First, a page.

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Measles Virus Biological Agent Reference Sheet (BARS)

Updated December 4th, 2023
Disclaimer: Risk group, biosafety level, and all other precautions noted here are subject to change after a risk assessment by EHS.


Agent Type Risk Group Biosafety Level Animal Housing Biosafety Level
Virus  RG-2 BSL-2 ABSL-2

Agent Characteristics 

Risk Group: RG-2 associated with human disease, rarely serious; preventive, or therapeutic interventions often available.

Agent Type: Virus 

Description: Measles virus (MeV) was originally isolated from the blood of a patient in Massachusetts, USA 1954. This isolate was further passaged on human embryonic kidney cells thus forming the Edmonston strain (MeV-Ed). MeV-Ed has been used to create highly attenuated, live
measles vaccines. MeV-Ed has not been reported to cause illness in vaccinated, healthy individuals. However, wildtype (WT) Measles virus is highly contagious and can cause mild to severe disease in children and adults aged >20 years.

Host Range: Humans, non-human primates

Host Shedding: Blood, Direct Contact with infectious droplets, Urine, Airborne spread by breathing, coughing, sneezing

Route of Exposure to Humans: Aerosol/Inhalation, Direct Contact, Mucous Membranes, Contaminated Items, Percutaneous, Broken Skin

Infectious Dose: 0.2 units by intranasal spray                           Incubation Period: 7-14 days 

Health Hazards 

Signs and symptoms of infection may include:

  • Flu-like symptoms (i.e. fever, headache, dehydration, weight loss, lethargy)
  • Cutaneous symptoms (i.e. skin lesions, rash)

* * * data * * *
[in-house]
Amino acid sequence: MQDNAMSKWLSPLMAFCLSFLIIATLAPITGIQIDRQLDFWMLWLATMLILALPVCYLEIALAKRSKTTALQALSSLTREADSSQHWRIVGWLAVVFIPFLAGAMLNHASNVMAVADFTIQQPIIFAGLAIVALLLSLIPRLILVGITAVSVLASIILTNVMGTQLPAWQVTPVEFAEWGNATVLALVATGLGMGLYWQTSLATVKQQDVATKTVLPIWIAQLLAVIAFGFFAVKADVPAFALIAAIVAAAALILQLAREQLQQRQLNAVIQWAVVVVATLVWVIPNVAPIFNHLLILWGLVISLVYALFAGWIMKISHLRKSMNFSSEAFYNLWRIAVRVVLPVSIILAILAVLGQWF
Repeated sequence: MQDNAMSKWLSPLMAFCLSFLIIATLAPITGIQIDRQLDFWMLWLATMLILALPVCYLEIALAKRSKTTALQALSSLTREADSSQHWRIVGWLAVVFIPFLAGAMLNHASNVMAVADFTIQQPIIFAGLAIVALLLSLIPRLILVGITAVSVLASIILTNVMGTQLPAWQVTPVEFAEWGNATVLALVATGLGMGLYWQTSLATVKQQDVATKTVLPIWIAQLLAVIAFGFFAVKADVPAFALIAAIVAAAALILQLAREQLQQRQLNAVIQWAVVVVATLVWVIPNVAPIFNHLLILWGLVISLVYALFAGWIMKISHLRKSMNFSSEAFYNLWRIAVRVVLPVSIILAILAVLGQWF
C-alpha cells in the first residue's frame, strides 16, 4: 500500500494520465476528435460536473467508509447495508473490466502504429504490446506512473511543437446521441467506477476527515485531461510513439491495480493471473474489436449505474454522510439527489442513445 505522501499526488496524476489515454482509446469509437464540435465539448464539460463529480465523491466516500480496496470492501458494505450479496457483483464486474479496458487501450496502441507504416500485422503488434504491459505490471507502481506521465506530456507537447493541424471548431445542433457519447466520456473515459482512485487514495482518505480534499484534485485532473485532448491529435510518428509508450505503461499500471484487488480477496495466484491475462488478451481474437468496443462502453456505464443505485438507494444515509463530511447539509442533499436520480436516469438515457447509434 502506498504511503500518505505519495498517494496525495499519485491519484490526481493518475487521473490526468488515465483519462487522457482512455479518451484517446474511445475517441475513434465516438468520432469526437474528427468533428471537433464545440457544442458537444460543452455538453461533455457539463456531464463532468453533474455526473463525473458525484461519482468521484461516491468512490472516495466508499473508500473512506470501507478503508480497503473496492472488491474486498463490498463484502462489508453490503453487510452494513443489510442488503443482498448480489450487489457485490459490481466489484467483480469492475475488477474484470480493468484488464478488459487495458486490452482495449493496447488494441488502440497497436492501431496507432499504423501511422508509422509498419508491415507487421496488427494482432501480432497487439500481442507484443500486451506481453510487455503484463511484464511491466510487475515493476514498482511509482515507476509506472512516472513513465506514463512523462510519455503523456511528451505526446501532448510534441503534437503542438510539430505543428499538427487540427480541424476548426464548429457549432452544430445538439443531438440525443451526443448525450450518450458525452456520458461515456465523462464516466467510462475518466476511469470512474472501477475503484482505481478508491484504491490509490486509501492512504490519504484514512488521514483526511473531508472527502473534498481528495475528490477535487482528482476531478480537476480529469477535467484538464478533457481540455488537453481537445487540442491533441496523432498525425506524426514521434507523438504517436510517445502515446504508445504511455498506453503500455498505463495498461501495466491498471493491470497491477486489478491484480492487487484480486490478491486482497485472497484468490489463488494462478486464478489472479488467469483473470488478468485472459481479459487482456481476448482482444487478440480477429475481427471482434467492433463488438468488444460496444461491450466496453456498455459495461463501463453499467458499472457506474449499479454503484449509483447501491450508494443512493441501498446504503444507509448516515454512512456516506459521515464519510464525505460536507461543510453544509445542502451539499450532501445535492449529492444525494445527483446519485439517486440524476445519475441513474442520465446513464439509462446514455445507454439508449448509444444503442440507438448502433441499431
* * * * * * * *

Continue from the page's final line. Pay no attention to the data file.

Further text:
• Gastrointestinal symptoms (i.e. loss of appetite, nausea, vomiting, diarrhea)
  • Respiratory symptoms (i.e. coughing, sneezing)
  • Neurological symptoms (i.e. acute encephalitis; subacute sclerosing panencephalitis)
  • Lymphoreticular symptoms (i.e. enlarged internal organs or lymph nodes)
  • Reproductive Health concerns (i.e. abortion, fetal abnormalities)

Note on MeV-Ed: Extremely rare reported cases where attenuated/passaged forms of MeV-Ed have caused disease are those stemming from vaccinations efforts. However, the risk was less than 1 per million doses (WHO).

Immunizations: Available                             Prophylaxis*:immunoglobulin 72 hours and 6 days post-exposure

*Formal medical advice is obtained during medical consultations with Cornell Health or primary healthcare provider as needed.

Agent Viability 

Survival Outside Host Disinfection Inactivation

2 hrs 

1:10 Bleach Dilution

2% Paraformaldehyde; 60 minutes UV light

For more guidance on disinfection see: disinfectant selection.

Laboratory Hazards 

  • High energy-creating activities (centrifugation, sonication, high pressure systems, vortexing, tube cap popping)
  • Handling of sharps (needles, scalpels, microtome blades, broken glass, etc.)
  • Splash/droplet-creating activities (shaking incubators, liquid culturing, mechanical pipetting)
  • Equipment contamination
  • Exposed skin/uncovered wounds

Laboratory Acquired Infection (LAI) History: None reported

Laboratory Handling Guidelines 

Laboratory Biosafety Level (BSL): BSL-2


Lab Engineering Controls Personal Protective Equipment
  • Eye Protection
  • Single gloves
  • Additional gloves (recommended)